The killing of George Floyd was an abuse of power and a horrifying act of violence– but what is even more horrifying is that this is not a rare or isolated incident. People of color are far more likely to be killed by police than their white counterparts; black Americans account for just 13 percent of the overall population, but 26 percent of fatal police shootings. But police brutality doesn’t occur in a vacuum. It’s just one of many examples of racism in our country – in criminal justice, financial services, health care, voting, education, and elsewhere.

If we stand idly by while our friends and neighbors suffer – as too many of us have done for too long – we are complicit in their suffering. Now is the time to step up, to heal these wounds, to build a just and equal society. This will not be a quick or easy task – to overcome the terrible legacy of racism in this country, we all must reflect on our own privileges and prejudices, rethink our institutions, and demand structural change. The road ahead of us may be long and uncomfortable, but it is our moral obligation to traverse it.


Dena Hoff, Northern Plains Resource Council, Western Organizations of Resource Councils, National Family Farm Coalition, Montana farmer

As a white American, I have struggled to reconcile the history I was taught all through 12 grades of school with the America founded on genocide and slavery. The myth of a colorblind classless society must be recognized as the obstruction it is to building a just, equal world where privilege means EVERYONE has equal access to opportunity as well as to a living wage, housing, education, healthcare, a clean and healthful environment, peace and safety. It is hard to believe we are living in the 21st century, and we appear to have learned nothing about the meaning of equality, justice, respect, responsibility to our Mother Earth and all who live by her tolerance. The change begins in each of us.

National Young Farmers Coalition

Breonna Taylor. Ahmaud Arbery. George Floyd. James Scurlock. David McAtee. Tony McDade.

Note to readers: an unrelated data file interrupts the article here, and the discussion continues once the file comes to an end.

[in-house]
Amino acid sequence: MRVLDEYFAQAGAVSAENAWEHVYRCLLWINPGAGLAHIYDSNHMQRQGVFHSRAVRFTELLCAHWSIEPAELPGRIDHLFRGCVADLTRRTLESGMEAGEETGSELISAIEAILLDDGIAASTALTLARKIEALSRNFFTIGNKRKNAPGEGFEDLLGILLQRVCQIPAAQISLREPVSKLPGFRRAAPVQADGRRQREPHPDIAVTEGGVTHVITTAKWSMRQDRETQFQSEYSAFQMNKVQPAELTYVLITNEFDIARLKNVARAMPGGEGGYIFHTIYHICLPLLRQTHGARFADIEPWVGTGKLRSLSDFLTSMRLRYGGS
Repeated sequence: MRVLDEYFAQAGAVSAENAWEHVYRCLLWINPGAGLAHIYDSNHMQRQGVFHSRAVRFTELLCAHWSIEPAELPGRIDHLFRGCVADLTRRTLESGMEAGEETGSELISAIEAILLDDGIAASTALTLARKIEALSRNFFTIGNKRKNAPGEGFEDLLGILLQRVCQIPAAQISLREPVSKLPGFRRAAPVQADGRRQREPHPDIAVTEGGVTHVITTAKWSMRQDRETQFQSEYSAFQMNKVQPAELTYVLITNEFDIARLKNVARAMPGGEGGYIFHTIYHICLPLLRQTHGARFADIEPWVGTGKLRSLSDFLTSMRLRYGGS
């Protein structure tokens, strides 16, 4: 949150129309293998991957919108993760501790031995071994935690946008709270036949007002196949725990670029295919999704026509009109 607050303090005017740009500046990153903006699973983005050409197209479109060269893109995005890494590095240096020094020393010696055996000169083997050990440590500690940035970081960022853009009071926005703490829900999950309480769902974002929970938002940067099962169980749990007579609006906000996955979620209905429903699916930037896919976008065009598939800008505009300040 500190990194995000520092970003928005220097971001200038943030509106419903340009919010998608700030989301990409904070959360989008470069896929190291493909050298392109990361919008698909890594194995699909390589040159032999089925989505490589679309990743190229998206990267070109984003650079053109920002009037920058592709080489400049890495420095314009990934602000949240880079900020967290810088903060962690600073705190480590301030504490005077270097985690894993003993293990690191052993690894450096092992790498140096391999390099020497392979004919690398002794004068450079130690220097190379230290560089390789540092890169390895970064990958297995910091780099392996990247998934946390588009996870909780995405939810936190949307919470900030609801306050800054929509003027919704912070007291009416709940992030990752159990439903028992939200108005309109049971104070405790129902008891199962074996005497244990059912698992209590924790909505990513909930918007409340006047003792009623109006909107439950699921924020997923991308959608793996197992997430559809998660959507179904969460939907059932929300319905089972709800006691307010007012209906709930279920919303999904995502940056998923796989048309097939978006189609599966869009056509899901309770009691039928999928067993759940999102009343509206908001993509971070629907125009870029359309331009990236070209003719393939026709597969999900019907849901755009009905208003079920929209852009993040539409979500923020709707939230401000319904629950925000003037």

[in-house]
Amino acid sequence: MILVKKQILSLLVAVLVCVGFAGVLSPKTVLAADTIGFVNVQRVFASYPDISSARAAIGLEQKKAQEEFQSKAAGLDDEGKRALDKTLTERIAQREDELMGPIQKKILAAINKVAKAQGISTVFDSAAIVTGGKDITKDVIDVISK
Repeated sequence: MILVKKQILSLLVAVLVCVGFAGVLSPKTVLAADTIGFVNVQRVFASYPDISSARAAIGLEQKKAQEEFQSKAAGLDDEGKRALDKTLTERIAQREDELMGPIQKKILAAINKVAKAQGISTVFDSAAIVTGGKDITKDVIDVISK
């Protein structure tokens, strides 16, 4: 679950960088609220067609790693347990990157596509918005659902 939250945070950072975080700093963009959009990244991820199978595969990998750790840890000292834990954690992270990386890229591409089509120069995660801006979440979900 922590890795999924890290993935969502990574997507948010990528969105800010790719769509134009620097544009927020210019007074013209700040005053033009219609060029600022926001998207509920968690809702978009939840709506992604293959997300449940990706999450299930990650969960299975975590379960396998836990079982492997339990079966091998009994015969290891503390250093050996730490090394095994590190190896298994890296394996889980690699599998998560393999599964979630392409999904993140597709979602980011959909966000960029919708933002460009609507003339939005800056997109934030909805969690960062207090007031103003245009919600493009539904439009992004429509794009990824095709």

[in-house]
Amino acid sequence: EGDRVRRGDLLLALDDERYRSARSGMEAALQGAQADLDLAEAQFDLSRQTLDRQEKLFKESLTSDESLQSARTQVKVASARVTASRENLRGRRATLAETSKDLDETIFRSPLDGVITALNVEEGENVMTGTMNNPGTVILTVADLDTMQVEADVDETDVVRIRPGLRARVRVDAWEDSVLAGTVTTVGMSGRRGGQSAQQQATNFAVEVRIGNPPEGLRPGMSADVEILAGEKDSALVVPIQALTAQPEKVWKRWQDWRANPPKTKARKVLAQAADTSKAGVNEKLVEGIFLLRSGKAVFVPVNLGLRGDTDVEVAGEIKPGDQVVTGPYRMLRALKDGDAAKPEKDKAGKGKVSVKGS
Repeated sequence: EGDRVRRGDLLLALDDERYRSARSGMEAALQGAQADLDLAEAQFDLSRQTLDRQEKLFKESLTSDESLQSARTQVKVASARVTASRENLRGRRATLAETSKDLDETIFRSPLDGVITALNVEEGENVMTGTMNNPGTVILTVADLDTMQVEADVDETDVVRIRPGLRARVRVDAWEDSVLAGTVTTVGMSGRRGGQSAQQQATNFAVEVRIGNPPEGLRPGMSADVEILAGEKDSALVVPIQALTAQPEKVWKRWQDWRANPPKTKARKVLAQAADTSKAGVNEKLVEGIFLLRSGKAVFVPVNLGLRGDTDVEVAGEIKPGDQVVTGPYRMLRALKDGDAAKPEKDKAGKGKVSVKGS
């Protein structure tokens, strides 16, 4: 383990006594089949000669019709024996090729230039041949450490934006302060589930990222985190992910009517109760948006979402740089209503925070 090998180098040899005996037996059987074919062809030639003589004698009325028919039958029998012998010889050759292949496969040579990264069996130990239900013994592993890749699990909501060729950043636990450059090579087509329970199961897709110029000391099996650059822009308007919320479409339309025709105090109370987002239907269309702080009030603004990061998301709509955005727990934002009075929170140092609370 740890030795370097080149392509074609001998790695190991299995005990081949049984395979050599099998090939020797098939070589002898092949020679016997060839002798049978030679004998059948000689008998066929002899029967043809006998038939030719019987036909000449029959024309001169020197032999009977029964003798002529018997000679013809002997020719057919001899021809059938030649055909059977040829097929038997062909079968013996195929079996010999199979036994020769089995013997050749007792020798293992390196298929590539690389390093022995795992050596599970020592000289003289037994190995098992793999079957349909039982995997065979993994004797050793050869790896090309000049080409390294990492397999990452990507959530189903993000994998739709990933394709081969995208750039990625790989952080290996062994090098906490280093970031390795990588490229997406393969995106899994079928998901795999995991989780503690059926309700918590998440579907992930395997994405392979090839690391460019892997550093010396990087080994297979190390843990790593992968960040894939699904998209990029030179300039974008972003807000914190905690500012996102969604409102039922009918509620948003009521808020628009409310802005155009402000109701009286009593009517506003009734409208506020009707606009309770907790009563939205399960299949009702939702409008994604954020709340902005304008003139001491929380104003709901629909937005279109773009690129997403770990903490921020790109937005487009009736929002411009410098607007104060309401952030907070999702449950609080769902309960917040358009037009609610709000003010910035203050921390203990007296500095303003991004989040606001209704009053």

It is unacceptable that these lives, and so many others, have been taken from our communities. It is unacceptable that the murder of Black people goes unpunished, and that elected officials condone these deaths with their inaction. We stand in solidarity with protests across the country and with the individuals who demand justice and accountability from law enforcement. We stand against the reactionary forces of white supremacy that deem these demands unreasonable and those who consider “Black lives matter” a debatable assertion.

We know these are hard times with crisis compounding crisis. We know that even in a “good season,” our farmers put in an awe-inspiring amount of work to bring food to our tables. The Coalition recognizes the immense additional labor being placed on Black farmers in this moment–emotionally, physically, and mentally. We value, support, and are here to advocate for Black farmers and all Black lives.

As a coalition, we will continue to advocate for anti-racist agricultural policy, to share resources to help our communities be more resilient, and to lead. We will amplify actions from Black-led partner organizations, as well as reflections and guidance from our staff and farmers. We call for white members of our community to join us in reckoning with this country’s long history of racial injustice, dispossession, and violence. To those looking to deepen their understanding of racism in agriculture, our Racial Equity Toolkit can be a starting place to orient you toward consciousness-raising and direct action. To be a farmer and an organizer in our coalition is to commit to an anti-racist farming future. Our Black farmers deserve meaningful change and transformation. Now, yesterday, and tomorrow.